So if you have performance issues it has a LOT of tuning options.
The AUTHORS section confirms the Free Software orientation and the global involvement:
Original VNC was developed in AT&T Laboratories Cambridge. TightVNC additions were implemented by Constantin Kaplinsky. Many other people participated in development, testing and support.
Man page authors:
Marcus Brinkmann ,
Terran Melconian ,
Tim Waugh ,
I need to learn how to tell the MicoSoft Windows version to open a VPN tunnel (if that feature is in it…) and do some more testing, but at this point, it is looking like most of what is needed to open a secure tunnel from a remote site, to a private server, and then use THAT server to browse or do email, leaving nothing on the laptop / remote, is pretty much all in the package.
IFF that remote machine is properly set up, it, too, can be a “volatile” and “disposable” machine. So “reload from clean image”, and go to Starbucks. Do whatever you want over your secure link, when done, tell the ‘server’ to shutdown and you are done. Only your server knew where you were, and it has thrown that information away. Any “cracking” happened against that server, not your laptop, so that, too, evaporates on the shutdown / reload. It does leave your IP and MAC address of the server as information a public site can gather; but the MAC can be reset on some hardware or a disposable dongle can be used. Then Onion Routing or Yet Another Mirror Server can cause even that information to be hidden.
The other option is that, for “team use”, one can take a Raspberry Pi (or similar) ‘system on a card’ with a disposable MAC dongle, hooked into the laptop for power, keyboard, display, mouse; and then tell THAT RPi to be the server (Picture them sitting in Starbucks…). Now a second person, at a different site, can bounce off that RPi. The controlling laptop is hidden / protected by the RPi. The remote laptop is hidden / protected by their VPN / VNC window. The only thing visible to the Rest Of World is the RPi on the dongle at Starbucks. At the end of the session, it shuts down and the SD card gets pulled / erased. (Stick in laptop and do a FORMAT…) while the dongle can be dumped, zapped, or for some, have the MAC address changed. No intrusion reachs either laptop. No private information is visible on the RPi server or the internet. Anyone doing a ‘trace’ will find a Starbucks IP and a MAC address that no longer exists. Not very useful for ‘day to day needs’, but it would be darned useful for folks like FOIA wanting to put things from one site (UEA) onto another (Russian Server) without leaving a trail.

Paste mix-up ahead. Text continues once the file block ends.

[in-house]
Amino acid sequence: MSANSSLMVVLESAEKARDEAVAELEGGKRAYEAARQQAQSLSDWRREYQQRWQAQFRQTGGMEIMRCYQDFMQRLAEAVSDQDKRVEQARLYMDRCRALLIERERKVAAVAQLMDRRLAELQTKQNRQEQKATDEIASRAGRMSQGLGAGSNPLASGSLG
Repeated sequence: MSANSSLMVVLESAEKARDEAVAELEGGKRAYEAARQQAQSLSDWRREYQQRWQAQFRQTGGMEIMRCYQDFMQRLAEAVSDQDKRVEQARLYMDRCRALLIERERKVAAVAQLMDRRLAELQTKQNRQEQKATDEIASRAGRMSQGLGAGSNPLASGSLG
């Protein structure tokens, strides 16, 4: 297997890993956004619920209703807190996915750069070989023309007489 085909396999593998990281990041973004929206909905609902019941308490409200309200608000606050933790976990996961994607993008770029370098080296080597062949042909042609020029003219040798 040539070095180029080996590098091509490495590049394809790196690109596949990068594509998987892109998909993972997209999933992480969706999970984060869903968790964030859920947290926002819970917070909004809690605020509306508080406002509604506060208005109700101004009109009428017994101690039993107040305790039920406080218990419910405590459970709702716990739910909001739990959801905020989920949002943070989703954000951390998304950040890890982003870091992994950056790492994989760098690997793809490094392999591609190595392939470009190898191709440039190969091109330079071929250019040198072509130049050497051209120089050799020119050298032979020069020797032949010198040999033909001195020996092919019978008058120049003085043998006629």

So far, having done no tuning for performance beyond cutting the screen size down to match my laptop, and not running over a public network (yet), performance is acceptable for most things. So while unlikely to be a good way to watch movies over the internet, it ought to be fine for email / browsing uses. It would be a bit of a PITA to set up all this each time you want to do something, but some of that can be automated.
At this point, I’m going to be using TightVNC for the remote desktop control. I’ll be exploring how it can set up a VPN, and if that’s “an issue” from the PC, how to do a VPN via other means. I’ve also got some ‘performance tuning’ to do, and some RPi software / security work. Eventually I’d like to have a “Real Monitor” on the RPi (just to see how much performance gain comes from being able to actually use the graphics processor in the RPi ;-) if nothing else…) and see how it works in a ‘stand alone’ acting as a ‘real computer’ with a hard disk on USB and swap space. (Swapping to an SD card is a bad idea as the limited write lifetime tends to cause the card to fail “soon”…)
If you have two computers, it would be worth your time to try TightVNC. If really ambitious, you could try several of the VNC choices and post comments (or links to other places with comments) doing ‘compare and contrast’ on them. There are other kinds of remote access (including line oriented terminal products like PuTTY and various window based products), but it looks like VNC has the “momentum” at the moment. PuTTY does a nice job for things like doing software installs on the RPi, since those can be done efficiently with a text command. (Yes, that old Unix SysAdmin typing cryptic text lines habit ;-)
I have no idea how well “Ripple” works for Android phones. As I’ve said before, I use my phone AS a phone, and not much else. But for folks with an Android phone, this looks like a simple way to do the same kind of bounce off a remote clean secure server. Set up a RPi at home, then when “out”, you could use Ripple to use that remote machine to do what you need done. Leaving little information about you in the public arena. (Mostly just your physical location and activity to ‘home’ in your telco / carrier records). Putting a ‘redirection’ layer between your phone and the internet also blocks things like web sites phishing information about you from your cell phone, so you don’t get “customized advertizing” saying things like “You are right near us and we see from your history you like Sushi, and we sell it, so come on it!”… Frankly, I’m not interested in being nagged while doing things, and I really don’t like the idea of everyone and their brother getting to know where I am located. (Or that I’m using my phone, or what settings I have in it including browser history and…)
So it looks to me like at a minimum you get back some control over location beacon (other than your Telco provider) and cookies / history sniffing (via the remote server reset cycle) and some phishing / hacking attacks as they hit the remote server (that gets flushed / reset). If I had an Android phone, I’d be giving it a try. If anyone out there has an Android, is a bit adventuresome, and maybe a bit of a techie, it would be great to have a ‘tried it review’…
With that, I’m going back to plugging along on all my other projects ;-)